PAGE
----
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Celebrating gratitude during Thanksgiving weekend?

For many Americans, the Thanksgiving season is ingrained their family cultures. Americans celebrate the Harvest Festival with loved ones, turkey, church, and gratitude. Because the holiday appears only on the U.S. and Canadian calendars, for many international students Thanksgiving is a foreign concept.

“I thought [Thanksgiving] was just about sharing gratitude, but when I came here [to] the United States, [I realized] it’s about eating turkey,” said senior Lorilyn Tacio from the Phillipines.

Domestic students often travel home or to family and friends over the four-day weekend, leaving roughly eighty or so students on campus to celebrate the American holiday.

Some celebrate it with their host family, like Vietnamese senior Anh Vu. “For the past seven years I’ve spent my Thanksgiving with my host family, and they [are] really cute because I don’t eat potatoes or turkey. Instead they make me extra chicken on the side and sweet potatoes,” Vu said.

Other host families have made minor changes to their traditions to accommodate the international students. Tacio said that during her first Thanksgiving, her host family added rice as one of the options for the meal.

For some international students, their experience of Thanksgiving is that it is just like any other day. Senior Jocelyne Jam from Cameroon said, “My first [Thanksgiving] was an exciting time for me…. But I think after it, [Thanksgiving] was just another day that has mashed potato and turkey – that’s how it felt to me, I guess because I don’t have a family to celebrate with.”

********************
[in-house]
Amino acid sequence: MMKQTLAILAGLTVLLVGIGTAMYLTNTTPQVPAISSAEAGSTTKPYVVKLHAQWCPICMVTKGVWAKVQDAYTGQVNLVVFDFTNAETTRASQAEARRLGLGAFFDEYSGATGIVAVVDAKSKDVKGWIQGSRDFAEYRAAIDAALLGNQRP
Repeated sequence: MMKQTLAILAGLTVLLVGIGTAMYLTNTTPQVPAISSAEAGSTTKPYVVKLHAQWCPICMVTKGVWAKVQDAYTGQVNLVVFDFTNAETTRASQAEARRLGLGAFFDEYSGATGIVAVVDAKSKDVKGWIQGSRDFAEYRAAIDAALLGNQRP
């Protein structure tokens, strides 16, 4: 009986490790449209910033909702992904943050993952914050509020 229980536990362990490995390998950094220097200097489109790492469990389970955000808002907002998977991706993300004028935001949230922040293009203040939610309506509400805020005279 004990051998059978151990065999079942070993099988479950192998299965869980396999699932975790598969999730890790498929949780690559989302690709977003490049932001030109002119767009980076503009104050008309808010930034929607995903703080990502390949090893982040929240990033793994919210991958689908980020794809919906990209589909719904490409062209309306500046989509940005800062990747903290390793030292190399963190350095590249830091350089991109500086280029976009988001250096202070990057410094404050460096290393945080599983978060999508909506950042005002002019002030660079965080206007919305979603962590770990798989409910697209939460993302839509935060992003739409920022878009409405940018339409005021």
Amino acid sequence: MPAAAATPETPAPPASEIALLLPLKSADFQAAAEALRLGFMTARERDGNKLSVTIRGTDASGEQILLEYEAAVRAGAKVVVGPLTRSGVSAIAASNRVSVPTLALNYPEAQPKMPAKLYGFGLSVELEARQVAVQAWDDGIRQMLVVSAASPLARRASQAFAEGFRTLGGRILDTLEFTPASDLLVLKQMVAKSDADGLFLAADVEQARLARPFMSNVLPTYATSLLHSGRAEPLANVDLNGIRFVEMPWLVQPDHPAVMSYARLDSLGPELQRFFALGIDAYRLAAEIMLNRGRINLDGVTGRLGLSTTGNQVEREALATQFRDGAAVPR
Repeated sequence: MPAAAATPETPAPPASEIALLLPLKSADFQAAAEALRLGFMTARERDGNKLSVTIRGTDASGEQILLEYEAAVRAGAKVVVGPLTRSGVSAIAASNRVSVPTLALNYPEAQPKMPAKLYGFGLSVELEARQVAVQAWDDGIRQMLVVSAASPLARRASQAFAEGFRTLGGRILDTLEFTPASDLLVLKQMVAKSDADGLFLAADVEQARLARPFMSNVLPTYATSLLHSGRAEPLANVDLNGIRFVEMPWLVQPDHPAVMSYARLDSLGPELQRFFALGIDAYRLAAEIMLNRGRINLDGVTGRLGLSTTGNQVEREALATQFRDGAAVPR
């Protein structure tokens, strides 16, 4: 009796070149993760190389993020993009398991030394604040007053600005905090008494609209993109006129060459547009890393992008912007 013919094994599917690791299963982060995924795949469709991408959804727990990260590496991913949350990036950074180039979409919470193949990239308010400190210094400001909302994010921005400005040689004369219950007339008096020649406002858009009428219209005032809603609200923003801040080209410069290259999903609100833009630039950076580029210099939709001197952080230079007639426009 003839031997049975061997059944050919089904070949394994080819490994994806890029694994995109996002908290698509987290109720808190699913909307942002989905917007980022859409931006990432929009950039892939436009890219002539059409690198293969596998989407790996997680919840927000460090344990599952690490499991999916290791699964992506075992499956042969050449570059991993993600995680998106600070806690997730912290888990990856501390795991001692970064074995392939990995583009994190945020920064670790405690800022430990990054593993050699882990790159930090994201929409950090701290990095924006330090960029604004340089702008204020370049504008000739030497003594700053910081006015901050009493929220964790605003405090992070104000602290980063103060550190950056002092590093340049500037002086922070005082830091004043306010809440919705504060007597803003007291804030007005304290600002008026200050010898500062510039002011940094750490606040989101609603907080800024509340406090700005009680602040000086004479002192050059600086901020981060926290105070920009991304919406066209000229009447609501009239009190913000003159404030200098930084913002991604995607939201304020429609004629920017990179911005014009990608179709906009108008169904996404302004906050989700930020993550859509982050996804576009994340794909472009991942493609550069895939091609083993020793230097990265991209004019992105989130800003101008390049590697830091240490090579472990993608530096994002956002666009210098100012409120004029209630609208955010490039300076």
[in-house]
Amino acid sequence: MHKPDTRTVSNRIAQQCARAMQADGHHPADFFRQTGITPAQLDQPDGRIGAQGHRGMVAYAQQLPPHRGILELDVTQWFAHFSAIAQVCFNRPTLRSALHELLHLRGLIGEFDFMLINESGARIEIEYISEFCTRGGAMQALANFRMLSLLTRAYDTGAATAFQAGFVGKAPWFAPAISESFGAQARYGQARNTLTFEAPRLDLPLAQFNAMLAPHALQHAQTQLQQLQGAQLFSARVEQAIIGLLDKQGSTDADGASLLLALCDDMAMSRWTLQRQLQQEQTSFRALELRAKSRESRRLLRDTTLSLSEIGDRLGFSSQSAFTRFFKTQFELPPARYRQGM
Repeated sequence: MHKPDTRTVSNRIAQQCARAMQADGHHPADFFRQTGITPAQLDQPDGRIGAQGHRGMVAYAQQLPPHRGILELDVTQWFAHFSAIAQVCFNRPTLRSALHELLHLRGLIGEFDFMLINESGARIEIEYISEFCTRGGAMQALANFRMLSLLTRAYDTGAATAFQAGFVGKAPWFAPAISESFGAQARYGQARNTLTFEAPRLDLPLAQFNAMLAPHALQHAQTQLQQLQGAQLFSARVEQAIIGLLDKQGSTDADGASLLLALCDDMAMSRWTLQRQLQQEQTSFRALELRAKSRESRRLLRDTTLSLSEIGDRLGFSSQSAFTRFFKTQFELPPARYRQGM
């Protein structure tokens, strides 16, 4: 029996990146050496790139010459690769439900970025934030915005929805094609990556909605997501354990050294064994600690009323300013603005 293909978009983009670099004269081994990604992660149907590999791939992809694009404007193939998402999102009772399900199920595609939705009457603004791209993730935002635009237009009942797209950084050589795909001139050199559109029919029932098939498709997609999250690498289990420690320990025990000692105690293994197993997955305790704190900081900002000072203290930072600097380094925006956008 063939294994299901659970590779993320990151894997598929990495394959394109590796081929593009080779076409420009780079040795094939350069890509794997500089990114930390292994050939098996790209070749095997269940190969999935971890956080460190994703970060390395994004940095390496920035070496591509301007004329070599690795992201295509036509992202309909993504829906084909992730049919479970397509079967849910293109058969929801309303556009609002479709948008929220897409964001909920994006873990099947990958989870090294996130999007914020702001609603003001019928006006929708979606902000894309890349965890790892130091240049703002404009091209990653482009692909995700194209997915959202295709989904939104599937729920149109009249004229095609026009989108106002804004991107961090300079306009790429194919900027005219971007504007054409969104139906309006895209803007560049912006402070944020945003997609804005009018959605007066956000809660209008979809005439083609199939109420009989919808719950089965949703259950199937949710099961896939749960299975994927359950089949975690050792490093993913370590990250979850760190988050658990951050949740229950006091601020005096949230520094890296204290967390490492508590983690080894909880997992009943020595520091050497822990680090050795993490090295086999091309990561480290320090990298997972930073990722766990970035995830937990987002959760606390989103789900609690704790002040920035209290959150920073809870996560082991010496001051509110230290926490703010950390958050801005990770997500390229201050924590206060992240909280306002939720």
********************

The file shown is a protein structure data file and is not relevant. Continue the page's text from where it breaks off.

Thanksgiving dinner accommodations at Principia usually result in a gathering where students assemble to cook and celebrate together as a student-body with some faculty/staff joining the dinner. “There isn’t much that Prin can do so I think at this point it’s up to [international students] to figure out how we’re going to make it memorable for ourselves,” Jam said.

“[Thanksgiving is] a community time,” Jam said. “You want to give thanks to other people; you want to talk about the good that happens to you. You don’t want to sit in your room alone and think about the good that happened to you, you want to share it with other people.”

Some Thanksgiving traditions that have been created at Principia range from silent prayer to hymn sings.

“We didn’t pray verbally. Before we started the meal every one of us held hands together and silently said what we are grateful for,” Lorolyn said. “It’s amazing to feel like each of us has that sense of gratitude that we don’t need to verbally say.”

Tacio said that wherever she is around for any Thanksgiving, she will always feel inclined to celebrate. “When it comes to the month of November, I would think it as being Thanksgiving month. It’s something to get excited about and be grateful for. It’s the idea of Thanksgiving that I would incorporate in my life. Gratitude.”